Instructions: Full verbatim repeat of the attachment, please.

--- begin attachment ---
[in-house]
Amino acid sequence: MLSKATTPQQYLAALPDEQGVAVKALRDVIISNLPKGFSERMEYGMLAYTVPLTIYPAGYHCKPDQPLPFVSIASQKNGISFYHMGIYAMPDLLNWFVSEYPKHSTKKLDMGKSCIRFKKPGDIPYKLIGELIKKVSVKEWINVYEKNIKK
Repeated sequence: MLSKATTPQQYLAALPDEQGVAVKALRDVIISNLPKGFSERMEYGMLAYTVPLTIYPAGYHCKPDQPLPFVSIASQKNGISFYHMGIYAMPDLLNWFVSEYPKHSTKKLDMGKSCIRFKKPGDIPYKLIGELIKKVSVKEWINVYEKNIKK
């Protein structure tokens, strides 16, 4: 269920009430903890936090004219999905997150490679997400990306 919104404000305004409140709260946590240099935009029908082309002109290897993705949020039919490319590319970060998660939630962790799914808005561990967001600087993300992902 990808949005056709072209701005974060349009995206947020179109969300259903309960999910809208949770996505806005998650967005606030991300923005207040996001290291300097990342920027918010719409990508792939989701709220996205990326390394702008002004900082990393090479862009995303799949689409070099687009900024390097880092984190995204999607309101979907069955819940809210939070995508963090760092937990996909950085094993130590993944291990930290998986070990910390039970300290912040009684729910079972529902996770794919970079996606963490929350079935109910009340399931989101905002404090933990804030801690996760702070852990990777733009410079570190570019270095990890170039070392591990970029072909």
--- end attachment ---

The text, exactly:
[in-house]
Amino acid sequence: MLSKATTPQQYLAALPDEQGVAVKALRDVIISNLPKGFSERMEYGMLAYTVPLTIYPAGYHCKPDQPLPFVSIASQKNGISFYHMGIYAMPDLLNWFVSEYPKHSTKKLDMGKSCIRFKKPGDIPYKLIGELIKKVSVKEWINVYEKNIKK
Repeated sequence: MLSKATTPQQYLAALPDEQGVAVKALRDVIISNLPKGFSERMEYGMLAYTVPLTIYPAGYHCKPDQPLPFVSIASQKNGISFYHMGIYAMPDLLNWFVSEYPKHSTKKLDMGKSCIRFKKPGDIPYKLIGELIKKVSVKEWINVYEKNIKK
């Protein structure tokens, strides 16, 4: 269920009430903890936090004219999905997150490679997400990306 919104404000305004409140709260946590240099935009029908082309002109290897993705949020039919490319590319970060998660939630962790799914808005561990967001600087993300992902 990808949005056709072209701005974060349009995206947020179109969300259903309960999910809208949770996505806005998650967005606030991300923005207040996001290291300097990342920027918010719409990508792939989701709220996205990326390394702008002004900082990393090479862009995303799949689409070099687009900024390097880092984190995204999607309101979907069955819940809210939070995508963090760092937990996909950085094993130590993944291990930290998986070990910390039970300290912040009684729910079972529902996770794919970079996606963490929350079935109910009340399931989101905002404090933990804030801690996760702070852990990777733009410079570190570019270095990890170039070392591990970029072909």